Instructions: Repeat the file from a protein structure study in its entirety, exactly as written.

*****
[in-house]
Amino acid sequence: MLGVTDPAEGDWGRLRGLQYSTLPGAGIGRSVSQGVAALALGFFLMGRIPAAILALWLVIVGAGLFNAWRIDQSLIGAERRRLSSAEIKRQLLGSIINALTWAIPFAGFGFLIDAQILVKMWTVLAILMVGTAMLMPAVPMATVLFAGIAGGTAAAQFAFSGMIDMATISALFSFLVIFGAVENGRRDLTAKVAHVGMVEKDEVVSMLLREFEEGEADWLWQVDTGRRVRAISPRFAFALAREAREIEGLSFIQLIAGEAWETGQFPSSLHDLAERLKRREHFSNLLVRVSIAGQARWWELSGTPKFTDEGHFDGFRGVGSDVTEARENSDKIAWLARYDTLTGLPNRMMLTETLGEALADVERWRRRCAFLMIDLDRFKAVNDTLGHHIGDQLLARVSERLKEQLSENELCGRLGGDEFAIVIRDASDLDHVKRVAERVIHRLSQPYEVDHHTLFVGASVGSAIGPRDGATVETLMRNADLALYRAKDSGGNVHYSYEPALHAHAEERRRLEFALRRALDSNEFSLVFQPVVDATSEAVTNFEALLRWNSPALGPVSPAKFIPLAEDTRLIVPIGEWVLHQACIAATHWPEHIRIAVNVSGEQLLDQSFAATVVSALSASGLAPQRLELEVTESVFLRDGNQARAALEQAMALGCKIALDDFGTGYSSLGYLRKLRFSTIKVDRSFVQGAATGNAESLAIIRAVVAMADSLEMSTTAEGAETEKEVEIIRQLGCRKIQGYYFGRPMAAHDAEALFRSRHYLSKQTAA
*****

[in-house]
Amino acid sequence: MLGVTDPAEGDWGRLRGLQYSTLPGAGIGRSVSQGVAALALGFFLMGRIPAAILALWLVIVGAGLFNAWRIDQSLIGAERRRLSSAEIKRQLLGSIINALTWAIPFAGFGFLIDAQILVKMWTVLAILMVGTAMLMPAVPMATVLFAGIAGGTAAAQFAFSGMIDMATISALFSFLVIFGAVENGRRDLTAKVAHVGMVEKDEVVSMLLREFEEGEADWLWQVDTGRRVRAISPRFAFALAREAREIEGLSFIQLIAGEAWETGQFPSSLHDLAERLKRREHFSNLLVRVSIAGQARWWELSGTPKFTDEGHFDGFRGVGSDVTEARENSDKIAWLARYDTLTGLPNRMMLTETLGEALADVERWRRRCAFLMIDLDRFKAVNDTLGHHIGDQLLARVSERLKEQLSENELCGRLGGDEFAIVIRDASDLDHVKRVAERVIHRLSQPYEVDHHTLFVGASVGSAIGPRDGATVETLMRNADLALYRAKDSGGNVHYSYEPALHAHAEERRRLEFALRRALDSNEFSLVFQPVVDATSEAVTNFEALLRWNSPALGPVSPAKFIPLAEDTRLIVPIGEWVLHQACIAATHWPEHIRIAVNVSGEQLLDQSFAATVVSALSASGLAPQRLELEVTESVFLRDGNQARAALEQAMALGCKIALDDFGTGYSSLGYLRKLRFSTIKVDRSFVQGAATGNAESLAIIRAVVAMADSLEMSTTAEGAETEKEVEIIRQLGCRKIQGYYFGRPMAAHDAEALFRSRHYLSKQTAA